The station extends under three city blocks and the platforms are along the northern edge of the blocks. The tracks here are the deepest ones in Philadelphia.
There are several monitors which show the status of the trains at these entrances, as well as near the ticket windows and at the tops of the escalators to the track level. At least one of the ticket windows, which are located on the concourse level, is open daily.
There are two wide island platforms and four tracks, with each platform serving two tracks. Each platform is divided into an "A" section and a "B" section so that trains on different routes stop at different spots along the platform length. This allows waiting passengers to be dispersed along the platform rather than congregating.
Overhead electric catenary wires supply power to the trains. Regularly scheduled diesel-operated trains are forbidden to enter the station, as SEPTA omitted provisions for ventilation fans when designing the Center City Tunnel. The Delaware Valley Association of Railroad Passengers advocated for the inclusion of ventilation fans that would allow diesel exhaust fumes to exit tunnels and stations. SEPTA deemed the option unfeasible throughout the planning process. On occasion, SEPTA diesel work trains will pass through the station without stopping. In this situation, the track must be clear through the tunnel before the diesel train is allowed through.
To the west, the tracks have a set of cross-over tracks that allow trains to change tracks before they reach Suburban Station. To the east, there is a sharp curve north where trains are limited to about 20 to 25 mph (32 to 40 km/h), and then another set of cross-overs before climbing an incline of over 2.5% to Temple University Station. Jefferson Station is approximately 0.5 miles (0.80 km) from Suburban Station.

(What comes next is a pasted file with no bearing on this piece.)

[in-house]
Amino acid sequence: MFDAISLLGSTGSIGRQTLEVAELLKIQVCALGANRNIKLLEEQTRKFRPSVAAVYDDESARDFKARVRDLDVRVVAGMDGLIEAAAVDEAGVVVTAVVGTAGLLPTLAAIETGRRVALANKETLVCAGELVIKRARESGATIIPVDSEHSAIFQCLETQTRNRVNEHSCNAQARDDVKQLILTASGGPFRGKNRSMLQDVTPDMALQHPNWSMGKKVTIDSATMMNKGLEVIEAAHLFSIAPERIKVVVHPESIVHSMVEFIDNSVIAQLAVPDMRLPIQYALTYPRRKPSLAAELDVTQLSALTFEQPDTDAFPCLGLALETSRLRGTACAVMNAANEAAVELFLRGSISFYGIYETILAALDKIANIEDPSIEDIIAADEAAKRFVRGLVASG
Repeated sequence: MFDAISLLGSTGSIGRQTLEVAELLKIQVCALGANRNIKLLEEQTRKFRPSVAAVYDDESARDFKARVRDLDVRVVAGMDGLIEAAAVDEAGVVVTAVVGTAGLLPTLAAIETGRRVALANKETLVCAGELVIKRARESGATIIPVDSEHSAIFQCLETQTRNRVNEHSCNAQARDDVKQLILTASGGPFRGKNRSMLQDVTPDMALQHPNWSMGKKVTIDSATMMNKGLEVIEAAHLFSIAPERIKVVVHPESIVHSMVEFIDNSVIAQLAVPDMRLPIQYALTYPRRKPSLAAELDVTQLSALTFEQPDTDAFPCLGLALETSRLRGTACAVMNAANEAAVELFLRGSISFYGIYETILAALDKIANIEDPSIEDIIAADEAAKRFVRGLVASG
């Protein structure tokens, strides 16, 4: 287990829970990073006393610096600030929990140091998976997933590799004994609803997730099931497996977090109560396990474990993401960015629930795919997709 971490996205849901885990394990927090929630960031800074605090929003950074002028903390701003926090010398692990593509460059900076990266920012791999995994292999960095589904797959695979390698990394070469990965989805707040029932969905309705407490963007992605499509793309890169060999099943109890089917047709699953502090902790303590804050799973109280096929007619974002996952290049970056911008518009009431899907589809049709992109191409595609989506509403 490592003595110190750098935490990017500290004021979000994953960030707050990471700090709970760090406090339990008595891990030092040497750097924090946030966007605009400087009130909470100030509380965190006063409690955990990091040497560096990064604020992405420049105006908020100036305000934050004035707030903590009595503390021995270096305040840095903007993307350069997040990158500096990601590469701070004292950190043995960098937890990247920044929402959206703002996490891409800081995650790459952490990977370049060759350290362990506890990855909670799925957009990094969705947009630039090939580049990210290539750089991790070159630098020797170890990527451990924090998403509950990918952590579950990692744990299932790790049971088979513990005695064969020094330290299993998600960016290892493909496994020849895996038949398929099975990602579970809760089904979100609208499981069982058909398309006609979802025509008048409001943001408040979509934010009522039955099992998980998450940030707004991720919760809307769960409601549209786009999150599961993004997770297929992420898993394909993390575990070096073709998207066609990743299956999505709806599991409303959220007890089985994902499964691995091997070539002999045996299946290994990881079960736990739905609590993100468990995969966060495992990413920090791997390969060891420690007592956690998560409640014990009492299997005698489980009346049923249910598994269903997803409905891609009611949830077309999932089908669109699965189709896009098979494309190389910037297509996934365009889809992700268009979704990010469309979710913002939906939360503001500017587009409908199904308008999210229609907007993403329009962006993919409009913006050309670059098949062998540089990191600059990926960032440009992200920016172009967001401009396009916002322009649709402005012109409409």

Jefferson Station is served by all Regional Rail lines except the limited-service Cynwyd Line, which terminates at Suburban Station. In FY 2005, the average total weekday boardings at this station was 11,848, making it the second busiest station in the Regional Rail system. Jefferson Station has also been identified as Amtrak's preferred Philadelphia station for future high-speed rail lines in the Northeastern Corridor.
The station is connected underground to SEPTA's heavy rail Market-Frankford Line and Broad-Ridge Spur and also the PATCO High Speed Line at their shared 8th Street station through The Gallery at Market East. There are also below-ground pedestrian connections to the Market-Frankford Line's 11th Street, 13th Street, and 15th Street stations. Jefferson Station is adjacent to various SEPTA and New Jersey Transit bus routes that travel on Market Street. Finally, the Philadelphia Greyhound Terminal is immediately north of the station across Filbert Street.
- "Tiffany's Bakery At Jefferson Station". Tiffany's Bakery. Retrieved 11 June 2015.
- Next Stop, Jefferson Station!
- "Jefferson to pay $4M for SEPTA station naming rights". Philly.com. Retrieved 4 December 2014.
- SEPTA (May 2006). Annual Service Plan 2007. p. 83
- Jaffe, Eric (September 7, 2012). "How Amtrak Might Redefine Downtown Philadelphia". The Atlantic Cities. Retrieved October 24, 2012.
Media related to Market East Station at Wikimedia Commons